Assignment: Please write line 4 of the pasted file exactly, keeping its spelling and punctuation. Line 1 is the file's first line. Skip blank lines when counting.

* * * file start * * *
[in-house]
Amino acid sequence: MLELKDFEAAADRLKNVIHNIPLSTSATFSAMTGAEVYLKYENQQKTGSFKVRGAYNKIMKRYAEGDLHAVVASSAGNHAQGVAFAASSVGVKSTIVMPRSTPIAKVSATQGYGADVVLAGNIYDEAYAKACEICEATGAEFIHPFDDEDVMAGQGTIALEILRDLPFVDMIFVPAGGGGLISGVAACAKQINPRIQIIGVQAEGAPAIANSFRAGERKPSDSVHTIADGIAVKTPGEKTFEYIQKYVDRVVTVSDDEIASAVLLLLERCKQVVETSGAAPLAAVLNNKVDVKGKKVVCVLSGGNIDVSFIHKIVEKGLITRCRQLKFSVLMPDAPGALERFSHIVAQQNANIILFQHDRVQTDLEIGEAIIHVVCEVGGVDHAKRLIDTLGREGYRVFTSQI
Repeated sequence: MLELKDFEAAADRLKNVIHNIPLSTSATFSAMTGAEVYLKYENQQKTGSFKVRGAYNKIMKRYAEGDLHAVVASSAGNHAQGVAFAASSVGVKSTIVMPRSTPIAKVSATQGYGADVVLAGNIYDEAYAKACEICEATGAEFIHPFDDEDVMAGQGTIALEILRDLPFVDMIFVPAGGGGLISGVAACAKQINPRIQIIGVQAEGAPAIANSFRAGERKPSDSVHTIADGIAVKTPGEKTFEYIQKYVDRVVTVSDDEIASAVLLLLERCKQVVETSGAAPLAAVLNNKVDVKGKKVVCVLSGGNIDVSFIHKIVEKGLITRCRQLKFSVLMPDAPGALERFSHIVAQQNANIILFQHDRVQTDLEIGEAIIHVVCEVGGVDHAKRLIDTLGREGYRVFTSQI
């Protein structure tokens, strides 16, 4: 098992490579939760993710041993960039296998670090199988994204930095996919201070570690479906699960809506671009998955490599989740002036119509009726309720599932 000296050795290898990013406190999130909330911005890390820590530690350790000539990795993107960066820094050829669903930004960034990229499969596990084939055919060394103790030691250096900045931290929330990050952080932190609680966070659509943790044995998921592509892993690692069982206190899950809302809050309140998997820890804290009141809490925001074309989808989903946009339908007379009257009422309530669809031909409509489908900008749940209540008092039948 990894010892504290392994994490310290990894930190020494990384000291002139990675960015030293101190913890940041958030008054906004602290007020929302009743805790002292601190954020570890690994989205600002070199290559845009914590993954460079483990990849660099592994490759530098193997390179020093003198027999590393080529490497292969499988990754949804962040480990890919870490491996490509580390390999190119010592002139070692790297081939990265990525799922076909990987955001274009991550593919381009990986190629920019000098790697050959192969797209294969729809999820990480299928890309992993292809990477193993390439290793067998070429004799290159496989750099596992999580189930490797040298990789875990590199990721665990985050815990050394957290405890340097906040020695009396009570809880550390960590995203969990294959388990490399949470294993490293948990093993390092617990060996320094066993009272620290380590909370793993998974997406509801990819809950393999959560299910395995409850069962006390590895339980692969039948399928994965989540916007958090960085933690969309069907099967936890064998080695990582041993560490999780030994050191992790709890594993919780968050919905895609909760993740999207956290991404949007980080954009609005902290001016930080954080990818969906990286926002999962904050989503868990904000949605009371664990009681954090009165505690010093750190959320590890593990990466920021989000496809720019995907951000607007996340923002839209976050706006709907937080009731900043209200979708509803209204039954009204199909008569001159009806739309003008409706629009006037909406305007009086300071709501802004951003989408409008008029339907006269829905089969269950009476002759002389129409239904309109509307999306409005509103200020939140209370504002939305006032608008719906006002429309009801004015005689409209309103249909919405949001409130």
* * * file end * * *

């Protein structure tokens, strides 16, 4: 098992490579939760993710041993960039296998670090199988994204930095996919201070570690479906699960809506671009998955490599989740002036119509009726309720599932 000296050795290898990013406190999130909330911005890390820590530690350790000539990795993107960066820094050829669903930004960034990229499969596990084939055919060394103790030691250096900045931290929330990050952080932190609680966070659509943790044995998921592509892993690692069982206190899950809302809050309140998997820890804290009141809490925001074309989808989903946009339908007379009257009422309530669809031909409509489908900008749940209540008092039948 990894010892504290392994994490310290990894930190020494990384000291002139990675960015030293101190913890940041958030008054906004602290007020929302009743805790002292601190954020570890690994989205600002070199290559845009914590993954460079483990990849660099592994490759530098193997390179020093003198027999590393080529490497292969499988990754949804962040480990890919870490491996490509580390390999190119010592002139070692790297081939990265990525799922076909990987955001274009991550593919381009990986190629920019000098790697050959192969797209294969729809999820990480299928890309992993292809990477193993390439290793067998070429004799290159496989750099596992999580189930490797040298990789875990590199990721665990985050815990050394957290405890340097906040020695009396009570809880550390960590995203969990294959388990490399949470294993490293948990093993390092617990060996320094066993009272620290380590909370793993998974997406509801990819809950393999959560299910395995409850069962006390590895339980692969039948399928994965989540916007958090960085933690969309069907099967936890064998080695990582041993560490999780030994050191992790709890594993919780968050919905895609909760993740999207956290991404949007980080954009609005902290001016930080954080990818969906990286926002999962904050989503868990904000949605009371664990009681954090009165505690010093750190959320590890593990990466920021989000496809720019995907951000607007996340923002839209976050706006709907937080009731900043209200979708509803209204039954009204199909008569001159009806739309003008409706629009006037909406305007009086300071709501802004951003989408409008008029339907006269829905089969269950009476002759002389129409239904309109509307999306409005509103200020939140209370504002939305006032608008719906006002429309009801004015005689409209309103249909919405949001409130």